If ‘sole discretion’ is mentioned in your offer letter or contact, it means your contract can be terminated without discussing it with you beforehand, negating the possibility of discussions, notification or compromise. It might also have some implications for the employee, for example, having to repay sign-on bonuses. If you see ‘sole discretion’, consult with an employment attorney.
3. Severance pay
In the severance pay section, you’ll find details on the pay and benefits awarded to you on the termination of your contract, if any. It is paid in addition to your salary in circumstances where you are let go from a position due to situations outside your control, for example, redundancies brought about by a major business transformation, a merger, acquisition or the closure of a site.
An executives severance pay might take account of the following circumstances:
- Any additional payment based on months of service.
- Payment for unused accrued holiday pay or sick leave.
- A payment in lieu of your required notice period.
- Medical, dental or life insurance.
- Retirement accounts or pension benefits.
- Stock options.
- Assistance with your executive job search, including personal brand and CV.
According to Robert A. Adelson, a corporate and tax attorney and partner at Engel & Schultz LLP, “…it is wise for the executive to try to include severance terms in an employment agreement or your executive job offer letter at the outset of employment… [However,] a severance agreement can be made at any time throughout the employment of the executive. So, if you are unable to get severance at the outset of employment, you might try again one or two years into the employment if you have proven yourself or achieved an important milestone…”. (2018, CEOWorld).
4. Confidentiality clauses
A confidentiality clause (also referred to as a non-disclosure agreement) is a legally binding contract which stipulates how you are expected to handle your prospective employers ‘confidential’ business information. It is designed to ensure that sensitive information, such as client data and business trade secrets remain confidential at all times. This type of clause is usually included as an appendix to your employment contract or offer letter which you must sign and date in addition to the main contract or job offer. Confidentiality clauses may state for how many years they apply and to what types of information they cover. For more on confidentiality clauses and what they mean, read this superb article on confidentiality clauses in employment contracts by Upcounsel.
5. Restrictive covenants
While restrictive covenants (also referred to as restrictive clauses) won’t apply during your tenure with your new employer, ensure you familiarise yourselves with them before signing your contract or offer letter. Restrictive clauses are designed to protect the employers business, clients and employees. There are four common types of restrictive clauses which you should know about:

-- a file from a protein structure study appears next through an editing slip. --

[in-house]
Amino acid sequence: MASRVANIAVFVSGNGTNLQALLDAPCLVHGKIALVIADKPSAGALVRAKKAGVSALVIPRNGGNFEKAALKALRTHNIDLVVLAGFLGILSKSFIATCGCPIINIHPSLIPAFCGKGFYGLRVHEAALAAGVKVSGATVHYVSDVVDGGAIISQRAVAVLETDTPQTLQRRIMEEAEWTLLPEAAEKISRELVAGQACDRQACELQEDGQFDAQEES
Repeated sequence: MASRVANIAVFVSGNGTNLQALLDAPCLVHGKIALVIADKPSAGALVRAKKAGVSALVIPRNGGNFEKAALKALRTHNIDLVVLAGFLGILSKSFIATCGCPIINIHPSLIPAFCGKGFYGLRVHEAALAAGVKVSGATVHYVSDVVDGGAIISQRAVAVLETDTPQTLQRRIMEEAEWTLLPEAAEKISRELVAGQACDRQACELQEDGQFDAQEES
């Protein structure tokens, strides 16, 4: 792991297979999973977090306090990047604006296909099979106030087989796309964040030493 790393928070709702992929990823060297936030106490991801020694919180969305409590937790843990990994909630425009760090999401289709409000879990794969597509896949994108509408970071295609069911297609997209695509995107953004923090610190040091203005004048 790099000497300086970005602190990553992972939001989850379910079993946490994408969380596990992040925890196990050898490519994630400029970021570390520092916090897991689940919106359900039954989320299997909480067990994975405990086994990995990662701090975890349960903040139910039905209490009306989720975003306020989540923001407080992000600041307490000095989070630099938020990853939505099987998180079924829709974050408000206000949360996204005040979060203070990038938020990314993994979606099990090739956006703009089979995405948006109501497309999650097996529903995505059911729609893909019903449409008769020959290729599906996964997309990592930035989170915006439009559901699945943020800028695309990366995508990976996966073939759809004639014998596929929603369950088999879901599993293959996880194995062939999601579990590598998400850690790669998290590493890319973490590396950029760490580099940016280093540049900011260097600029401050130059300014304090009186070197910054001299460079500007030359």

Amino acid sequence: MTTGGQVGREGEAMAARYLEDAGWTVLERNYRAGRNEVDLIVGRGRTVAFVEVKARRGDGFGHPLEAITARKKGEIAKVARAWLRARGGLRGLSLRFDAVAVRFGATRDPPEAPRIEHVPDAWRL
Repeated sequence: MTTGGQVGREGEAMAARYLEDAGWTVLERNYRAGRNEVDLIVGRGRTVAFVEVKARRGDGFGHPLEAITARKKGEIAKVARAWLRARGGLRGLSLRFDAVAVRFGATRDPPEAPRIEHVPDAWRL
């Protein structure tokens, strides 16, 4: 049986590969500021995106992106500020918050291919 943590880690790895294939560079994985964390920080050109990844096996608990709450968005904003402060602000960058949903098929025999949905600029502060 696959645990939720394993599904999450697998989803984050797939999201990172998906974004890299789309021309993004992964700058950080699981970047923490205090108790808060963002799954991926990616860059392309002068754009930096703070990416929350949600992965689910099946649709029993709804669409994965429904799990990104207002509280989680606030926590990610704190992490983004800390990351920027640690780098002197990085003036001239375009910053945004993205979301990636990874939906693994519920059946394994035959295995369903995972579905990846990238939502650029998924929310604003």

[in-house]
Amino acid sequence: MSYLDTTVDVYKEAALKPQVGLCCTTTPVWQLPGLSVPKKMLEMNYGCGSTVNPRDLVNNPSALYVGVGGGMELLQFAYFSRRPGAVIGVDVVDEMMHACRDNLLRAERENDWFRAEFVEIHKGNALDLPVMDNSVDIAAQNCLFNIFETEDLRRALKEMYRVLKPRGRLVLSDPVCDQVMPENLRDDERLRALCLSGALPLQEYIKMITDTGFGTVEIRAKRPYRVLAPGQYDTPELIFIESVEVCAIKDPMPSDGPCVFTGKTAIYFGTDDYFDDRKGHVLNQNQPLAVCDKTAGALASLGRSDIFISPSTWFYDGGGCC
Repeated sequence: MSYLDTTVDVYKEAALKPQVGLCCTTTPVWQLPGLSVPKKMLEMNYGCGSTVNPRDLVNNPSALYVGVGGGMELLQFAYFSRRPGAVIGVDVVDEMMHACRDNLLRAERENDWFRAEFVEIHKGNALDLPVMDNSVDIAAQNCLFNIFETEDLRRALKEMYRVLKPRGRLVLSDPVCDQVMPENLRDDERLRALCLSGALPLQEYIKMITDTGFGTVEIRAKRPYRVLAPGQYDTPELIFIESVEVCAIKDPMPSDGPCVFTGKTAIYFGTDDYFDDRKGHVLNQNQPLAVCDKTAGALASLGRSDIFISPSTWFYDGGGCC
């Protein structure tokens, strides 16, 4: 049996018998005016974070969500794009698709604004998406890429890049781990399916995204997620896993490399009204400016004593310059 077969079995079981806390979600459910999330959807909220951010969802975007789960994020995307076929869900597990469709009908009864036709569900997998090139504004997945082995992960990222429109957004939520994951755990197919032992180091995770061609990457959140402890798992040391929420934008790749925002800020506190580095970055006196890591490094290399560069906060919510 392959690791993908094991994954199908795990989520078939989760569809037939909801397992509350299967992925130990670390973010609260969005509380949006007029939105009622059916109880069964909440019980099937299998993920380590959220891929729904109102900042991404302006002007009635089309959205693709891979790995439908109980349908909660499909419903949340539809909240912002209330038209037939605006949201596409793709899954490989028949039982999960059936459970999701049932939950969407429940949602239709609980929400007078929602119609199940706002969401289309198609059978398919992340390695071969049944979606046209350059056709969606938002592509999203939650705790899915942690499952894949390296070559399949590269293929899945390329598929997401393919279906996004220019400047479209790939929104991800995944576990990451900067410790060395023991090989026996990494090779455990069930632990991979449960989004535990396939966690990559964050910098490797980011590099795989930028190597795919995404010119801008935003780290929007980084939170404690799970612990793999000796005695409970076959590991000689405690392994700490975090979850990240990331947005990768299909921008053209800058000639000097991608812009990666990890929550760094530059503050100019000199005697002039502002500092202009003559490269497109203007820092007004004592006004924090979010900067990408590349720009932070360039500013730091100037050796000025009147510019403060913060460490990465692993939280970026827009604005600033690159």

Non-compete clause: Prohibits you to work for a direct competitor of your former employer.
Non-solicitation: Forbids you from poaching clients and suppliers of your former employer.
Non-dealing clause: Prevents you from dealing with existing clients of your former employer.
Non-poaching clause: Bans you from poaching coworkers from your former employee.
When reviewing the restrictive covenants section of your employment contract of job offer, it is worth noting the length of the various clauses, and whether it defines which sectors, types of businesses and geographic limitations are in place. For more on restrictive covenants, check out this excellent article on restrictive covenants in employment contracts by Out-Law.
Disclaimer: The information provided is for ideas and assistance. Please seek legal assistance to ensure your interpretation and decisions are correct for your locality.
For more job search advice tailored to senior managers and executives in the life sciences…
- Read How To Give An Outstanding Interview Presentation: Tips For Life Science Executives.
- View our life science job board to kick-start your executive job search.
* Fraser Dove International is a specialist executive search firm operating exclusively in the Life Science industry. Passionate about people, we take pride in helping exceptional life science organisations source the talent they need to design, manufacture and distribute life-changing drugs, treatments and devices which transform and save patient lives.